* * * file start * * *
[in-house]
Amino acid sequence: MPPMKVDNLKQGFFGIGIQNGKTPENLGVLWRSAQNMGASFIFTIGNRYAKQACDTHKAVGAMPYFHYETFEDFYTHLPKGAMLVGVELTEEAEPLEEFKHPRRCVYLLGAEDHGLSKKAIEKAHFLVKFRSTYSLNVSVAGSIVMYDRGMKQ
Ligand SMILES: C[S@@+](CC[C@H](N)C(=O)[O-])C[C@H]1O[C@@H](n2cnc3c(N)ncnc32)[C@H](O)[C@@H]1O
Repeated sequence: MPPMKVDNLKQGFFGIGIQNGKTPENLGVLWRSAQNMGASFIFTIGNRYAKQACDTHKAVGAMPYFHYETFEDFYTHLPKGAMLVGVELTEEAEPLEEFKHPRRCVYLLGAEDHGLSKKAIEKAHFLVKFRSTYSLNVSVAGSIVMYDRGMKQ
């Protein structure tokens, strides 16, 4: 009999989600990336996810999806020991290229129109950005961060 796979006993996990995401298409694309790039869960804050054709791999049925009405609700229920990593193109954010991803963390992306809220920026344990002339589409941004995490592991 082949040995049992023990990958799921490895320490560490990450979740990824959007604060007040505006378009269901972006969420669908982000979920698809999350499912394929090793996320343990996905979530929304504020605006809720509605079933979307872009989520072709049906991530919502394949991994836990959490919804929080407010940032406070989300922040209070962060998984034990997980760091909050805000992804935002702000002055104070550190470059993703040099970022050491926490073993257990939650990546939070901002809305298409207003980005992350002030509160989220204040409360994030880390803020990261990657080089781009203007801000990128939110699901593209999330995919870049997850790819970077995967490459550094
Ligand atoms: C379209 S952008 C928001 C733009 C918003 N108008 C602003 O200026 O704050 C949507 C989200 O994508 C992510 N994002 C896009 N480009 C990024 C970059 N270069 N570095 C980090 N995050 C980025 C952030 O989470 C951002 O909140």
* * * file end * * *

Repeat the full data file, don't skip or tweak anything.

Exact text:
[in-house]
Amino acid sequence: MPPMKVDNLKQGFFGIGIQNGKTPENLGVLWRSAQNMGASFIFTIGNRYAKQACDTHKAVGAMPYFHYETFEDFYTHLPKGAMLVGVELTEEAEPLEEFKHPRRCVYLLGAEDHGLSKKAIEKAHFLVKFRSTYSLNVSVAGSIVMYDRGMKQ
Ligand SMILES: C[S@@+](CC[C@H](N)C(=O)[O-])C[C@H]1O[C@@H](n2cnc3c(N)ncnc32)[C@H](O)[C@@H]1O
Repeated sequence: MPPMKVDNLKQGFFGIGIQNGKTPENLGVLWRSAQNMGASFIFTIGNRYAKQACDTHKAVGAMPYFHYETFEDFYTHLPKGAMLVGVELTEEAEPLEEFKHPRRCVYLLGAEDHGLSKKAIEKAHFLVKFRSTYSLNVSVAGSIVMYDRGMKQ
């Protein structure tokens, strides 16, 4: 009999989600990336996810999806020991290229129109950005961060 796979006993996990995401298409694309790039869960804050054709791999049925009405609700229920990593193109954010991803963390992306809220920026344990002339589409941004995490592991 082949040995049992023990990958799921490895320490560490990450979740990824959007604060007040505006378009269901972006969420669908982000979920698809999350499912394929090793996320343990996905979530929304504020605006809720509605079933979307872009989520072709049906991530919502394949991994836990959490919804929080407010940032406070989300922040209070962060998984034990997980760091909050805000992804935002702000002055104070550190470059993703040099970022050491926490073993257990939650990546939070901002809305298409207003980005992350002030509160989220204040409360994030880390803020990261990657080089781009203007801000990128939110699901593209999330995919870049997850790819970077995967490459550094
Ligand atoms: C379209 S952008 C928001 C733009 C918003 N108008 C602003 O200026 O704050 C949507 C989200 O994508 C992510 N994002 C896009 N480009 C990024 C970059 N270069 N570095 C980090 N995050 C980025 C952030 O989470 C951002 O909140």